The veterinary profession is facing some serious identity and financial issues. In a relatively short time, the KPMG Mega
Study grew into the National Commission on Veterinary Economic Issues. The market projections have gone from an anticipated
surplus of veterinary services to a shortage of veterinary providers and now to an underutilization of veterinary services
by pet owners. It just goes to show that they don't make crystal balls like they used to.
In recent years, there has been a significant decline in veterinary visits in spite of an increase in the pet population.
Client numbers per veterinarian have declined by nearly 20 percent, and patient visits per veterinarian have dropped 15 percent.
The recent Bayer Veterinary Care Usage Study identified six factors at play. Of those, three are actionable. Everyone wants
to point at the recession as the culprit, but we can't do anything about it . We need to face the fact that the recession
is with us, until it isn't. Other external factors include competition from industry fragmentation and the fact that information
via the Internet is at everyone's fingertips.
Factors we can influence every day in our own practices include the fact that cats and cat owners don't particularly enjoy
veterinary visits. Surprise! Additionally, the cost of veterinary care has, in some cases, outstripped the perceived value
of that care.
There appears to be no doubt that feline patients are underserved, and cat owners are not adequately using veterinary services.
I find it interesting that this has become the most addressed of the factors identified. Why? Because it's one we can solve.
It might mean some modest remodeling here, some new décor there, a better understanding of how cats respond to stress and
anxiety and—voila! You have a cat-friendly practice.
Unfortunately, many cat owners think they can get along just fine without veterinary care. Typically, an owner's perception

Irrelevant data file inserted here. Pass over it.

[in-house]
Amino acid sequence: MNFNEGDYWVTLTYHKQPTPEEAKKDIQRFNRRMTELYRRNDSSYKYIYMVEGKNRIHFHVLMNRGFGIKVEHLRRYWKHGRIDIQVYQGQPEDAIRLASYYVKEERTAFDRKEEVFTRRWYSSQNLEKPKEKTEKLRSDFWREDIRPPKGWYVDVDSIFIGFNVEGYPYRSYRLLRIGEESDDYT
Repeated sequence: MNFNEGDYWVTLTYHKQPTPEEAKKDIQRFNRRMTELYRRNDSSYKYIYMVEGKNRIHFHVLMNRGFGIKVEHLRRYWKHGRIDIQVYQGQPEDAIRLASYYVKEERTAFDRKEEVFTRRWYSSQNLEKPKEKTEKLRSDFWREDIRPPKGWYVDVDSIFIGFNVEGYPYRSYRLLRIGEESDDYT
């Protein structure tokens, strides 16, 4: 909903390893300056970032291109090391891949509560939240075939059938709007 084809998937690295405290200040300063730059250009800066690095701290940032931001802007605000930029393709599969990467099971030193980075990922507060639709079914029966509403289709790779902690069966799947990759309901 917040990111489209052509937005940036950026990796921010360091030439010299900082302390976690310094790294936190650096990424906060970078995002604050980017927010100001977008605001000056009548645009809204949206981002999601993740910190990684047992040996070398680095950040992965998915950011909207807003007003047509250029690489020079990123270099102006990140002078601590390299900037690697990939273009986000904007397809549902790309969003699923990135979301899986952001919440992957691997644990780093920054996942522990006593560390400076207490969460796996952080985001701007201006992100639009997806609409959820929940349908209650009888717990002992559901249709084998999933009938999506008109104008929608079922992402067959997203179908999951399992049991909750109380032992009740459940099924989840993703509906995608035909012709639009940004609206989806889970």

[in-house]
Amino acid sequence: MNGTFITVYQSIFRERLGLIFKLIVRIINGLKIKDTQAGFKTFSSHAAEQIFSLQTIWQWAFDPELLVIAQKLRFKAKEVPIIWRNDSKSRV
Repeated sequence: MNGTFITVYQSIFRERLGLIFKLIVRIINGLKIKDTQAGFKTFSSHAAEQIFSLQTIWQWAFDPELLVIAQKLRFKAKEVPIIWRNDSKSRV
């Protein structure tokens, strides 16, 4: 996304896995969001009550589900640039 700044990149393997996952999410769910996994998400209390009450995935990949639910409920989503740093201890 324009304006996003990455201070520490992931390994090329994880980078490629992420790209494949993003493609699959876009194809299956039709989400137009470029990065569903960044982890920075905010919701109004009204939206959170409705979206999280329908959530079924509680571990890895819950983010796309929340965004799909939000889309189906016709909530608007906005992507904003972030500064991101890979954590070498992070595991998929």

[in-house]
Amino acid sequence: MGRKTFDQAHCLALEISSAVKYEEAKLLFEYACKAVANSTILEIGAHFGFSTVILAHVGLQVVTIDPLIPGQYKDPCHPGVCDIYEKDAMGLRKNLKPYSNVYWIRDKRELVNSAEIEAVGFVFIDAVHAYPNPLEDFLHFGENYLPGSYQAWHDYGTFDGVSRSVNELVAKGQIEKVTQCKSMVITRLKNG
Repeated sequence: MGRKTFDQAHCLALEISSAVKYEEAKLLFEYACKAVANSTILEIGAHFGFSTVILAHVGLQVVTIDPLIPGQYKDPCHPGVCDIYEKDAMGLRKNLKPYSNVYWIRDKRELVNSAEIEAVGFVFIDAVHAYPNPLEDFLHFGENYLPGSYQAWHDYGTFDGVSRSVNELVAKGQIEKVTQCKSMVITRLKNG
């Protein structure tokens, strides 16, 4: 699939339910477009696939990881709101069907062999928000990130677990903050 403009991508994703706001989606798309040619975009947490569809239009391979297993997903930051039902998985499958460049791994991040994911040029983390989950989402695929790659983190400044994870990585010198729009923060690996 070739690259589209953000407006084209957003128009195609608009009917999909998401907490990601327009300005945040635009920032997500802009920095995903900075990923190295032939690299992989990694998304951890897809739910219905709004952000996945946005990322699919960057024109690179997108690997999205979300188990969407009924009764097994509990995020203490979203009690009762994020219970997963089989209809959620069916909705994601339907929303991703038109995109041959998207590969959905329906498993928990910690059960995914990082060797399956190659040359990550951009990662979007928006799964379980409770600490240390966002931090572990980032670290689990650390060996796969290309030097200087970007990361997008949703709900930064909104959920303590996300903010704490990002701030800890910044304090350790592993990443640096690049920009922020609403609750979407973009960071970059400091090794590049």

of cat care greatly differs from that of dog care. Grooming, dog park interactions, boarding facilities and training classes—these
give dog owners a different perspective on what it takes to keep a pet healthy. Compare that to the perception of cat care:
My point is not to discourage becoming more sensitive to the idiosyncrasies of cats and cat owners. To the contrary, I think
this is one of the most immediately gratifying steps we can take. However, this will be a slow change and somewhat limited
in impact by the other two issues: the cost of veterinary care and the lack of perceived value.
Veterinary care is expensive. There are no two ways about it. I have often observed that, were it not for employee discounts
and freebies, most veterinary staff couldn't afford proper care for their own pets. A reasonable estimate for veterinary care
and food can easily exceed an average of $1,200 to $1,500 a year per dog. Cats are somewhat less costly to maintain simply
because they eat less. But when you factor in annual physical examinations, required vaccinations, dental care and the occasional
abscess, you're talking about a respectable amount of money, especially in multi-pet households. And these projections don't
include major illnesses or injuries.
One solution is pet health insurance. Coverage has improved greatly over the years, and a number of established companies
now offer coverage. Premiums are a value at $20 to $30 a month. For the more than 20 percent of consumers (over 50 million)
who don't have healthcare insurance themselves, pet health insurance may be unsustainable for those families. But there are
other strategies as well.
The fastest and probably least palatable way to boost client visits is to lower fees. Cost-based competition is a reality
and is becoming increasingly of concern.
Consider the fact that many, if not all, veterinary services and products are available from low-cost providers. Some of these
prices are so low we can't compete. Humane societies, shelters, mobile vaccine clinics, Internet pharmacies and big-box stores—all
are competing to provide many of the same services and products as veterinary hospitals.